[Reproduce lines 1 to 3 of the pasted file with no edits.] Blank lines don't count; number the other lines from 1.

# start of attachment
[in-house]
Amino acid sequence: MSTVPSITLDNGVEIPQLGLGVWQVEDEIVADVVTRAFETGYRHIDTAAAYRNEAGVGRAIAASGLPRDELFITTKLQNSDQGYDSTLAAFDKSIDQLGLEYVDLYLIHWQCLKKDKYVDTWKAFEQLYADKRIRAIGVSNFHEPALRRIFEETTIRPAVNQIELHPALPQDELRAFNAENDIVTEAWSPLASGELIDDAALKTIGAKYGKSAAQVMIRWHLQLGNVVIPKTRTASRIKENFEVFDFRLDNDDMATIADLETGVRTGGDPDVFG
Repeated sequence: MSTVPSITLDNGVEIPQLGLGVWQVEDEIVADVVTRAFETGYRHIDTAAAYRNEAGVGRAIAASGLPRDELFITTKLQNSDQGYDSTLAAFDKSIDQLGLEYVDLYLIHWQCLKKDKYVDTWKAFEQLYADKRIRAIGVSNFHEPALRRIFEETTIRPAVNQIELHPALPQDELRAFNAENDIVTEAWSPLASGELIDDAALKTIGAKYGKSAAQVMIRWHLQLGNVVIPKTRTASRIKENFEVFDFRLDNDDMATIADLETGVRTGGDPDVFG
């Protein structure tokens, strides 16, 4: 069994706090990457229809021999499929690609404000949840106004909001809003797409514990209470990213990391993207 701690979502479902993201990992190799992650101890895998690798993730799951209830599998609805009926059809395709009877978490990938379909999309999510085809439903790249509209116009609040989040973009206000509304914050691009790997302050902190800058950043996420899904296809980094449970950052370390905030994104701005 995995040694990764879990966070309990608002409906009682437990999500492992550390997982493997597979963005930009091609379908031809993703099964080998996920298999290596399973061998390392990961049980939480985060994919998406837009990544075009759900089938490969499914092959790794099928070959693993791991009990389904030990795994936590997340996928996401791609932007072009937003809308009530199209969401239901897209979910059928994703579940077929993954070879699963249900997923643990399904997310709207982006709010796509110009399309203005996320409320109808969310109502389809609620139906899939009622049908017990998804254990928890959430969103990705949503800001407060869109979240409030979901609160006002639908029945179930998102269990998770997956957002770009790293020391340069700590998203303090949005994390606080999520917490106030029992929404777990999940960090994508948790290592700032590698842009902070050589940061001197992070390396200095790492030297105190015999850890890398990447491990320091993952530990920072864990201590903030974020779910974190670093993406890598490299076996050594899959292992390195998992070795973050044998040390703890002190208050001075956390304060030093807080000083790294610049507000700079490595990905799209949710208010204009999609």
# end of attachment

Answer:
[in-house]
Amino acid sequence: MSTVPSITLDNGVEIPQLGLGVWQVEDEIVADVVTRAFETGYRHIDTAAAYRNEAGVGRAIAASGLPRDELFITTKLQNSDQGYDSTLAAFDKSIDQLGLEYVDLYLIHWQCLKKDKYVDTWKAFEQLYADKRIRAIGVSNFHEPALRRIFEETTIRPAVNQIELHPALPQDELRAFNAENDIVTEAWSPLASGELIDDAALKTIGAKYGKSAAQVMIRWHLQLGNVVIPKTRTASRIKENFEVFDFRLDNDDMATIADLETGVRTGGDPDVFG
Repeated sequence: MSTVPSITLDNGVEIPQLGLGVWQVEDEIVADVVTRAFETGYRHIDTAAAYRNEAGVGRAIAASGLPRDELFITTKLQNSDQGYDSTLAAFDKSIDQLGLEYVDLYLIHWQCLKKDKYVDTWKAFEQLYADKRIRAIGVSNFHEPALRRIFEETTIRPAVNQIELHPALPQDELRAFNAENDIVTEAWSPLASGELIDDAALKTIGAKYGKSAAQVMIRWHLQLGNVVIPKTRTASRIKENFEVFDFRLDNDDMATIADLETGVRTGGDPDVFG